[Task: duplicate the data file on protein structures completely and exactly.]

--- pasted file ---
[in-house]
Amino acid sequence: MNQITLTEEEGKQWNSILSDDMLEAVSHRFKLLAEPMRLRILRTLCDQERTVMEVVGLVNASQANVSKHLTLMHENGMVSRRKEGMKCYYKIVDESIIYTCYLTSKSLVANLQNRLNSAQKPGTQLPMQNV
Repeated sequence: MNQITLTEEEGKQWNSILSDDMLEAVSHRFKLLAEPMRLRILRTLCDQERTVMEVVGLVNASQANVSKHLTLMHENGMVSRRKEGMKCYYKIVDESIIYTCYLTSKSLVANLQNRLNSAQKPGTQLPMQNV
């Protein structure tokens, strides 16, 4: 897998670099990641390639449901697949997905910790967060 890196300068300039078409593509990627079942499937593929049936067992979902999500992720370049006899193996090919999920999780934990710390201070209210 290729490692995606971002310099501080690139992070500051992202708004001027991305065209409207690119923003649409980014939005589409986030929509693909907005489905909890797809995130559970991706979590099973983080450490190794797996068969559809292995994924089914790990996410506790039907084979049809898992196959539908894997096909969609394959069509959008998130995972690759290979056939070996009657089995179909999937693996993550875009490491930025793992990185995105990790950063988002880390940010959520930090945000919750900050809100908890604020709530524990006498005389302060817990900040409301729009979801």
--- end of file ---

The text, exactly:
[in-house]
Amino acid sequence: MNQITLTEEEGKQWNSILSDDMLEAVSHRFKLLAEPMRLRILRTLCDQERTVMEVVGLVNASQANVSKHLTLMHENGMVSRRKEGMKCYYKIVDESIIYTCYLTSKSLVANLQNRLNSAQKPGTQLPMQNV
Repeated sequence: MNQITLTEEEGKQWNSILSDDMLEAVSHRFKLLAEPMRLRILRTLCDQERTVMEVVGLVNASQANVSKHLTLMHENGMVSRRKEGMKCYYKIVDESIIYTCYLTSKSLVANLQNRLNSAQKPGTQLPMQNV
């Protein structure tokens, strides 16, 4: 897998670099990641390639449901697949997905910790967060 890196300068300039078409593509990627079942499937593929049936067992979902999500992720370049006899193996090919999920999780934990710390201070209210 290729490692995606971002310099501080690139992070500051992202708004001027991305065209409207690119923003649409980014939005589409986030929509693909907005489905909890797809995130559970991706979590099973983080450490190794797996068969559809292995994924089914790990996410506790039907084979049809898992196959539908894997096909969609394959069509959008998130995972690759290979056939070996009657089995179909999937693996993550875009490491930025793992990185995105990790950063988002880390940010959520930090945000919750900050809100908890604020709530524990006498005389302060817990900040409301729009979801």